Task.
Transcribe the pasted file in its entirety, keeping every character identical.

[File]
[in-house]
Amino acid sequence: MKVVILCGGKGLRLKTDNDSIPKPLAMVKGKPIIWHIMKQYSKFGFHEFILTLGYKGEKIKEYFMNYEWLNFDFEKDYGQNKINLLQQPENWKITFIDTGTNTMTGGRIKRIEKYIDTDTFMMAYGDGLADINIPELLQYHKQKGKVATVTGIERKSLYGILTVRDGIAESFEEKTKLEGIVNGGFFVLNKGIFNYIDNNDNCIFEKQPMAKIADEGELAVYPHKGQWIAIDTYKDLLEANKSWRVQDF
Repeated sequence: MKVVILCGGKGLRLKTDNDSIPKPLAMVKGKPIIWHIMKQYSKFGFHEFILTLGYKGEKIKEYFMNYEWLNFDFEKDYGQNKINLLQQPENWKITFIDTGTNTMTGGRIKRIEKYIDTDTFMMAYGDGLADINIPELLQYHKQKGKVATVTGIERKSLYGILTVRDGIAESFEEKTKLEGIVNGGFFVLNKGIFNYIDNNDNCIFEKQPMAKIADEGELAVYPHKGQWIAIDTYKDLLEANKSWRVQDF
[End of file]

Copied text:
[in-house]
Amino acid sequence: MKVVILCGGKGLRLKTDNDSIPKPLAMVKGKPIIWHIMKQYSKFGFHEFILTLGYKGEKIKEYFMNYEWLNFDFEKDYGQNKINLLQQPENWKITFIDTGTNTMTGGRIKRIEKYIDTDTFMMAYGDGLADINIPELLQYHKQKGKVATVTGIERKSLYGILTVRDGIAESFEEKTKLEGIVNGGFFVLNKGIFNYIDNNDNCIFEKQPMAKIADEGELAVYPHKGQWIAIDTYKDLLEANKSWRVQDF
Repeated sequence: MKVVILCGGKGLRLKTDNDSIPKPLAMVKGKPIIWHIMKQYSKFGFHEFILTLGYKGEKIKEYFMNYEWLNFDFEKDYGQNKINLLQQPENWKITFIDTGTNTMTGGRIKRIEKYIDTDTFMMAYGDGLADINIPELLQYHKQKGKVATVTGIERKSLYGILTVRDGIAESFEEKTKLEGIVNGGFFVLNKGIFNYIDNNDNCIFEKQPMAKIADEGELAVYPHKGQWIAIDTYKDLLEANKSWRVQDF